It’s been some time since the last ElvisBlog post on items of Elvis’ wardrobe. Not that much has been offered for sale at auction recently, but by combining those at the last three Auctions at Graceland we get a nice selection.
Blue Suede Jacket:
The first picture above shows the coat, and the second one is a long shot of Elvis wearing it over his shoulders. It’s too bad there isn’t a close-up picture of Elvis with it on, because it would made an excellent addition to the portfolio of Elvis as a fashion icon. This luxurious blue-suede jacket was custom made for him at a Hollywood shop called Hell Bent for Leather. It features zipper pocket and a front tie through two grommets. It sold for $4,750 including the 25% auction premium.
Rainfall” Pattern, Button-Down, Dress Shirt:
Elvis gave many items of his personal wardrobe to his hair stylist Homer “Gill” Gilleland, and most of these have now found their way to auction. The website said this about shirts like this with polyester fabric and bold patterns utilizing abstract themes. “They were all the rage from the late 1960s through the mid-1970s as styles moved from psychedelic and bled into disco. The offered garment most likely emanates from the latter end of that period, with its burgeoning collar and cuffs, use of earth tones and kickin’ rainfall pattern.”
The website also says, “few have the strongly distinct look of “Elvis” that this shirt does.” Bidders agreed and someone shelled out $5,250 to buy it.
Brown-and-White Diamond Pattern Shirt:
We’ll look at several shirts in this post, but this one has an especially interesting. Remember how it was difficult to get Elvis into the recording studio in 1976, so they finally set up a session in the Jungle Room at Graceland. After a day of recording, Charlie Hodge told the assembled musicians and back-up singers that Elvis was redoing his entire wardrobe and wanted the guys to come upstairs and pick what they wanted.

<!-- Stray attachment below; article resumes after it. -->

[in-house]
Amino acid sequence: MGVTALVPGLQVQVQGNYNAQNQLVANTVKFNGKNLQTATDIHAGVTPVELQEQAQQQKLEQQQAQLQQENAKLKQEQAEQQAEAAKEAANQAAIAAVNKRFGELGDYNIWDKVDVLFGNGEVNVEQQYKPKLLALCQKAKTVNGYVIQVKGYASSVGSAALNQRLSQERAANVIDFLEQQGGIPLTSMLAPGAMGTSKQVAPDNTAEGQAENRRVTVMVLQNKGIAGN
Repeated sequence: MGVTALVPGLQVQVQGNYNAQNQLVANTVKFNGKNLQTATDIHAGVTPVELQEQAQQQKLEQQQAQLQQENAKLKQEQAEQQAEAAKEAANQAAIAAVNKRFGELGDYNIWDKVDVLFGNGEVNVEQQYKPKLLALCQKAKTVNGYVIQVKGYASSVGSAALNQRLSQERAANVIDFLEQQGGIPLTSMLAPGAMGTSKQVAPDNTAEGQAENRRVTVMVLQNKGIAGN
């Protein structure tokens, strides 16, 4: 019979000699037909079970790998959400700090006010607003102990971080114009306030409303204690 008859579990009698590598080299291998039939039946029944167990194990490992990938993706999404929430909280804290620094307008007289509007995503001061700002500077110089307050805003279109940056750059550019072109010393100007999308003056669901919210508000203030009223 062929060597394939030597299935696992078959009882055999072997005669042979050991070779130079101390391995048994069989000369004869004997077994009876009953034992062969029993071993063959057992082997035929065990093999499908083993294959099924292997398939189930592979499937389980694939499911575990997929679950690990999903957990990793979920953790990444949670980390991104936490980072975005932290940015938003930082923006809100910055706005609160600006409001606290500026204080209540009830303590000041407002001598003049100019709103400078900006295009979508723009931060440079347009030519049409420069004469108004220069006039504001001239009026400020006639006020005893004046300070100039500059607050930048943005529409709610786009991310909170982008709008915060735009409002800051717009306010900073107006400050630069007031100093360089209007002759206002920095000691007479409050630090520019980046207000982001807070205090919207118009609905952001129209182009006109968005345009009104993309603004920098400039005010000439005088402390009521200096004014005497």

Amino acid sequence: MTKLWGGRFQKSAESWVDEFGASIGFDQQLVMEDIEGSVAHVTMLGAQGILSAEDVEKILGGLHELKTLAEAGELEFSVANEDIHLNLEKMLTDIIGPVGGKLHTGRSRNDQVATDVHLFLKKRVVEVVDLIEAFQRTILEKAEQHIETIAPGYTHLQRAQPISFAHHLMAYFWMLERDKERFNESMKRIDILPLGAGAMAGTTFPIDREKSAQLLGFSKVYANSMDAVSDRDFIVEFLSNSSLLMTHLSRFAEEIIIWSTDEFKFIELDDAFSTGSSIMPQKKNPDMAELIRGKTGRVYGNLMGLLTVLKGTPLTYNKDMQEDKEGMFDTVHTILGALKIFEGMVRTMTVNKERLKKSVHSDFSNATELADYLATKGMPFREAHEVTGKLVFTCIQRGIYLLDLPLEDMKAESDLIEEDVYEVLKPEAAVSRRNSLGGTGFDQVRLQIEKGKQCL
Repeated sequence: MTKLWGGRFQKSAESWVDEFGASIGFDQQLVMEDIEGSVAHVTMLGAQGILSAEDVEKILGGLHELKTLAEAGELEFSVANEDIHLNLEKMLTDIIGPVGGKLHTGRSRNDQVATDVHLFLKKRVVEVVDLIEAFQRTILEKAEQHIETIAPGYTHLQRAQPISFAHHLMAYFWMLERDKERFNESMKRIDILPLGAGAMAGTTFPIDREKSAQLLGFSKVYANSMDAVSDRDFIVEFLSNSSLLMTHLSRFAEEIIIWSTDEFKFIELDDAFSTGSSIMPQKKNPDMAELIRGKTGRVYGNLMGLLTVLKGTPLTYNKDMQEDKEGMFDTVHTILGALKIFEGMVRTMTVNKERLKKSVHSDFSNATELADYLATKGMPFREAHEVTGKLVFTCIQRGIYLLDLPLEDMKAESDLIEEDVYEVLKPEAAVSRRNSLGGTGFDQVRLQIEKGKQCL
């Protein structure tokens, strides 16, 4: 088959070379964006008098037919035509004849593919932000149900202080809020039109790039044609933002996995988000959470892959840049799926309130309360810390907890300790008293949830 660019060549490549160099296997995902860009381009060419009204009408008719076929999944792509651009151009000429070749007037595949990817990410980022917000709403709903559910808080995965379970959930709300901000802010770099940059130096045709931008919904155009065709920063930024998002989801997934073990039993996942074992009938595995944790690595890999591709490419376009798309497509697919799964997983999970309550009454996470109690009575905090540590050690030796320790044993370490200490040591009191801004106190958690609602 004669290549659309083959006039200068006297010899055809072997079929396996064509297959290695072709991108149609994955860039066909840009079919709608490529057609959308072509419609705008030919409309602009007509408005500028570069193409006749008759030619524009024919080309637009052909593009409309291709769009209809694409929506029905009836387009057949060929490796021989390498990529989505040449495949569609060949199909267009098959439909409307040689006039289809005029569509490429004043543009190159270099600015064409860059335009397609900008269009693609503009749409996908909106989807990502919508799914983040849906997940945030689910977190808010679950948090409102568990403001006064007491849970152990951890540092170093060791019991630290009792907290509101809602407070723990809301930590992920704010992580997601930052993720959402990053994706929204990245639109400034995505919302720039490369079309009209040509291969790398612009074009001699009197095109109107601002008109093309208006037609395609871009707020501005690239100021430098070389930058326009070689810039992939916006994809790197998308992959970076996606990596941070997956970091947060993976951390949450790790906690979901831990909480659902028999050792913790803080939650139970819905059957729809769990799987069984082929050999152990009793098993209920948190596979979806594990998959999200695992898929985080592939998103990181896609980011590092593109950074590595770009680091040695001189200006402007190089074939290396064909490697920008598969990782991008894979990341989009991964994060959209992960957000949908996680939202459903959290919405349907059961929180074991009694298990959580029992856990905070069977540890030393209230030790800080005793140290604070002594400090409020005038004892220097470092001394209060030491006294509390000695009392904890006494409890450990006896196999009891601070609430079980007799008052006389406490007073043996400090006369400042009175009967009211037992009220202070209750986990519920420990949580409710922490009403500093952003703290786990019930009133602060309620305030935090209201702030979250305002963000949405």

This shirt was one of several items Elvis offered to Larry Strickland, a member of the Stamps gospel group. In his accompanying letter, Larry recalls the “pretty surreal” experience of standing in Elvis’ bedroom closet with him having Elvis hold his own clothes up to Larry as if to see if they were a good fit.
This brown-and-white diamond patterned shirt features a high Napoleonic collar and the elastic bicep band that cinched to create a flounced effect to the sleeve. In the ’70s Elvis had several of the same style custom made in varying patterned fabrics. It sold for $4,000.
Blue Munsingwear Pajama Top:
Sometimes, interesting items are included with Elvis’ clothes offered at auction. Elvis gave this pajama top to Sheila Ryan, whom Elvis dated for a while in 1975 after Linda Thompson. Sheila was an October 1973 Playboy cover girl, and was introduced to him by Joe Esposito in Las Vegas.
After her time with Elvis, Sheila Ryan dated actor James Caan and later married him. So this issue of Movie Mirror was included for some reason. Don’t you like the subtitle: Elvis Wins in Hollywood Love Swap. The pajama top attracted 17 bids and went for $3,125
White Factor/Rothschild Pajama Top:
This is another pajama top that Elvis gave to Sheila Ryan. I wonder what happened to the bottoms. They probably stayed in Elvis’ bureau drawers. He would certainly have preferred his ladies to wear just the tops.
This one just doesn’t have the Elvis cool factor of the previous blue one, and it brought only $2,375 at auction.
White Button-Down Shirt with Blue Circles Pattern:
This white shirt with blue concentric circle pattern was custom designed by Bill Belew, known for creating Elvis’ famous jumpsuits. But he also designed both performance and personal wardrobes for Elvis. This shirt was made in the summer of 1968 after the production of seven or eight outfits for Elvis’ TV Special, the most famous being the black leather outfit.
This shirt has the high Napoleonic collar Elvis favored in his jumpsuits and elastic at the biceps and wrists. Like almost all Elvis clothing that comes up for sale, it is one he gave away. The lucky recipient was uncle Vester Presley. Bidding on it topped out at $3,375.
Zig-Zag Design Shirt:
The auction website states, “Men’s fashion trends of the 1970s included glam rock and disco styles, with Elvis always being at the forefront as this groovy shirt exemplifies.” The black, brown, yellow and white patterned shirt has the high Napoleonic collar that Elvis favored and the flounced puff sleeves with elastic at the bicep like we have seen before. This was the second Elvis shirt in the auction that he gave to Stamps member Larry Strickland.
He never wore it and kept it in storage for years until his wife, Naomi Judd, was selling her stage clothes for charity. Larry decided to include the shirts in the benefit auction. I don’t know what it sold for then, but in 2017, it brought $4,400.
White Munsingwear Pajamas: